Starting something can be both frightening and magical: beginnings require us to transcend our fear of failure. They are where our hopes of potential successes meet the realities of our abilities and willpower. They are complex things, and can let people stall: to end before ever having begun. Yes, you might not know what to do, or how to go about it – but you feel that you want to get going. This is the magical aspect of every beginning, which often lets you remember your first steps into a new territory – a venture, iconic beyond the ordinary. Beginnings are a frequent situation for artists, maybe more so than for others: entering a new project with unknown parameters, a collaboration with unclear outcomes. Kicking off a new medium. Starting one’s first sculpture ever, or a new series after the previous one didn’t sell at all. For conscious beings, beginnings require hope – and the belief that we can be more than we are right now. They are quintessentially human.
The way that artists start is often erratic, since they can’t rely on external quality ideals; instead, artists need to define and refine these on their own. Their processes tend to be experimental; so much so that once they become more production-oriented, clichés sometimes portray them as untrue or cynical – as if idealism could only exist in what’s not yet established, in the pursuit of unknowns. Quite often, artistic processes don’t have a clear sequence of steps to pursue; there might be knowledge about tools and materials, but little absolutes about how to reach the goal (which can be undefined as well). This results in artistic processes to often start radically erratic and open-minded – with neither processes or goals being clearly defined. But how to ever reach something without this clarity?
While many non-creative processes follow a predefined, sequential formula (“do this, then that, then that, ..”), exploratory artistic processes obviously need to establish these first. In the case of process-oriented artistic practices, this pursuit can even represent the goal, with a specific end condition being used instead of otherwise defined quality criteria: a certain time having passed, materials having being consumed, etc. These practices ultimately don’t need anything but the urge to start: one can doodle and experiment freely, to end whenever it feels right. For goal-oriented practices, the artist needs to develop some sort of understanding of where to get, and how to get there. For production phases, one would usually want to know both these aspects; for exploratory phases, one ultimately needs neither: it suffices to understand the urge to get moving.
Finishing and Quality Criteria
Finishing something requires its author to understand and reach that thing’s finish line – which in arts is represented by their ideas about quality ideals: when does a painting, a sculpture, a novel, a dance fulfill the various criteria that its author requires of it? These quality criteria can be aesthetic (“A blue sun has been sculpted in a way that’s pleasing to me”) or conceptual (“Thirteen body movements have been made between 6:07 and 7:06pm”) – offering endless potential for confusion to laypeople. This is made even more volatile by quality ideals not only being highly personal, but also being subject to time: a specific variation of a sculpted blue sun might look beautifully complete to artist A, but decidedly worthless to artist B; these personal points of view do not stand in conflict with each other (although certain people will, antagonistically, lecture others about which quality criteria they deem “right”), since everyone is actually required to have their own ideas about what’s finished or good – it serves as the basis for contemporary arts’ endless multitude of quality ideals and works. In addition, an artist’s ideas about finishedness and perfection don’t have to be consistent over time, but can vary in extreme ways.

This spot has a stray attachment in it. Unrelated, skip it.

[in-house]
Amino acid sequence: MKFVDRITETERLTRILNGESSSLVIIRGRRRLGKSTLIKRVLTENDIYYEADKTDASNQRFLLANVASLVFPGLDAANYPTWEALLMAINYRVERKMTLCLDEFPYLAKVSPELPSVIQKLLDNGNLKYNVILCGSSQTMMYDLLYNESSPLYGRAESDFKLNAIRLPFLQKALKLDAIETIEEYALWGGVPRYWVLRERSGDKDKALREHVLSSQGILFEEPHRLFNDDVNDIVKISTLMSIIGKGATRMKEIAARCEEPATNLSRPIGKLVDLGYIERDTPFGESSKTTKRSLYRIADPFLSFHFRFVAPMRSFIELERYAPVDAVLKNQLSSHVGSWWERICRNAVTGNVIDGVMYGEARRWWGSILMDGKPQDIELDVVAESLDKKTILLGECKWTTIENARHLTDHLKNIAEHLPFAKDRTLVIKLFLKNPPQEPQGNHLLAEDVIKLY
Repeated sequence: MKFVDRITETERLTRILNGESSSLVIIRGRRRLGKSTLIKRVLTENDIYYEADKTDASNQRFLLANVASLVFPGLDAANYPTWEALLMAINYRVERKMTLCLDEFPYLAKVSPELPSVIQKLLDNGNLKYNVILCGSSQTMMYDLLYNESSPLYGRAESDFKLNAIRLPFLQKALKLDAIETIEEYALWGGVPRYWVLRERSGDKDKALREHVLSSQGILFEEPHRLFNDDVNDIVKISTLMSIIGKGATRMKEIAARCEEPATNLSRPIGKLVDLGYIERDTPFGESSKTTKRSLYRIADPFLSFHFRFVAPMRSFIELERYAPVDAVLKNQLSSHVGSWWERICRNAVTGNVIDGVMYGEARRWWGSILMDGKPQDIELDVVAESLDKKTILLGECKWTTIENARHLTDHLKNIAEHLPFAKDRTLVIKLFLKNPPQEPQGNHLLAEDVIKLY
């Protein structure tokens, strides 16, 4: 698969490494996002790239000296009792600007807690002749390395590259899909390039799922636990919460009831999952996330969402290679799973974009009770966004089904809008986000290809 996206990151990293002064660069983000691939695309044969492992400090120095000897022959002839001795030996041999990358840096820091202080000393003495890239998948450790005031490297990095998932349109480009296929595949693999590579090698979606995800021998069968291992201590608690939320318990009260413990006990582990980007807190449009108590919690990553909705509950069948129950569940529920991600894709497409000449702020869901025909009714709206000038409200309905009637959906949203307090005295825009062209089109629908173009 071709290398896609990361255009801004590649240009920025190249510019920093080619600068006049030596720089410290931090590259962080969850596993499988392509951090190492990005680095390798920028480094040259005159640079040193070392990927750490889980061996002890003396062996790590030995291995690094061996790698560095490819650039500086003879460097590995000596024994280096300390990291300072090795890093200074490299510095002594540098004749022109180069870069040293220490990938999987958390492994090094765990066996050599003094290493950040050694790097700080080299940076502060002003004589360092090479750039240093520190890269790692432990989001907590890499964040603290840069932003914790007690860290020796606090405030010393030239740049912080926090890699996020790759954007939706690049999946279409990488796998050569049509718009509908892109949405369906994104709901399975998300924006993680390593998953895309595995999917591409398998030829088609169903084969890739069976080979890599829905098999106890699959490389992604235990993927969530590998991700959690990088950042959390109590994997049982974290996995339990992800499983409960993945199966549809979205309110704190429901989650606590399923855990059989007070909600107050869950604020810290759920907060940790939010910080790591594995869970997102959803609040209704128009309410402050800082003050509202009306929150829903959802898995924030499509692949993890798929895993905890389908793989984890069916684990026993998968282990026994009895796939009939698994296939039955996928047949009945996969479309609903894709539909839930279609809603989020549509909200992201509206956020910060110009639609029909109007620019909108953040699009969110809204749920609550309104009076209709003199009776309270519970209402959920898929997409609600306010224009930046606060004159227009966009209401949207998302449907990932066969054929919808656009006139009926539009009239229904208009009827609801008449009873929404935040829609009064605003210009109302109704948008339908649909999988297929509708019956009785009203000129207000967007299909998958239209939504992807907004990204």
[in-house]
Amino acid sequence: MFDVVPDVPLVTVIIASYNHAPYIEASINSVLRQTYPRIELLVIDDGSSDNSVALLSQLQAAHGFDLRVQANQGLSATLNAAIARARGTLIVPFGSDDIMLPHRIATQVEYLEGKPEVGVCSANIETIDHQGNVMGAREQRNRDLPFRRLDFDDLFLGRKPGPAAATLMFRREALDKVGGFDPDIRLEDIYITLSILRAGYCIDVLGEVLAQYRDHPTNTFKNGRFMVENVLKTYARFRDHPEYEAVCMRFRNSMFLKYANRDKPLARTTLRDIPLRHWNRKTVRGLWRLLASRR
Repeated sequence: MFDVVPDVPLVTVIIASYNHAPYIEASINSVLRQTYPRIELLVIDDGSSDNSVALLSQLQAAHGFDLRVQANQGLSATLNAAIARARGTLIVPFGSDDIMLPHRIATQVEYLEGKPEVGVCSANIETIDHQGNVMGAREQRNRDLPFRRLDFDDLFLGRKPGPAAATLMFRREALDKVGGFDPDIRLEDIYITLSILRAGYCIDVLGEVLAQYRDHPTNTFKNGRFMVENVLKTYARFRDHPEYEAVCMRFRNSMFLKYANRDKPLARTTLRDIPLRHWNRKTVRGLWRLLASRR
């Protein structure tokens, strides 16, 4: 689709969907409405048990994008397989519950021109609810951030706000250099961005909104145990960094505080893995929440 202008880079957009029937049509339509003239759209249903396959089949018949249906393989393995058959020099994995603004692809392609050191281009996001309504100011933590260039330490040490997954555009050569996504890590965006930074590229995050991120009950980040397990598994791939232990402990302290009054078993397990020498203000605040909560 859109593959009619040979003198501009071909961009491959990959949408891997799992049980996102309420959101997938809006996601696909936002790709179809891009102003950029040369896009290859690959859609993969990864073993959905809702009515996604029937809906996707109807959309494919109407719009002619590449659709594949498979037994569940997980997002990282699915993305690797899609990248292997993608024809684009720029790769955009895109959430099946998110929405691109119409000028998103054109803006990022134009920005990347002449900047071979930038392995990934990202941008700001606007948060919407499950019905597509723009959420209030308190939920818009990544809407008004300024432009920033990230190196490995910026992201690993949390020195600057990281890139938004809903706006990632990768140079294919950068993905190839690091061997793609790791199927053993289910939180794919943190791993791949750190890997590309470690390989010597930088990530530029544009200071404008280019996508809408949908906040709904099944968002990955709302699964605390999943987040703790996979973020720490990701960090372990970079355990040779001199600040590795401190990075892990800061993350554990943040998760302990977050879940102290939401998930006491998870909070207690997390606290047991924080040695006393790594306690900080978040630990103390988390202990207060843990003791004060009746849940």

While it’s impossible to finish a work with unclear quality criteria, it’s absolutely possible to start working on it. Quality is a vacuum, which can eventually be replaced with purpose and intent. Quality can emerge from exposure to, and being embedded in a process. Before this can happen though, one has to begin – potentially without yet being able to properly understand where to go. This isn’t a bad situation – it’s like hiking to get somewhere unknown: you can’t get there without starting off, even though you might not always know whether the direction makes sense. You start without a compass or map – but by walking, you get a better understanding of the territory, and where it all might lead to. Your walking becomes compass and map. You aren’t a hiker because you reach a goal; you are a hiker because you hike. Art requires a lot of wandering – the more you can set up processes whose views you enjoy, the better your life will be. Having a view at all starts with your first step: the beginning.
In an open field like art, it can be hard to understand why to choose any specific direction over another – all of them are possible, and often mean the same to a beginner. There’s just not a strong compass yet. To establish one, consider using the following 3-tier structure:
Consider reading the chapters for a detailled discussion of each of these topics.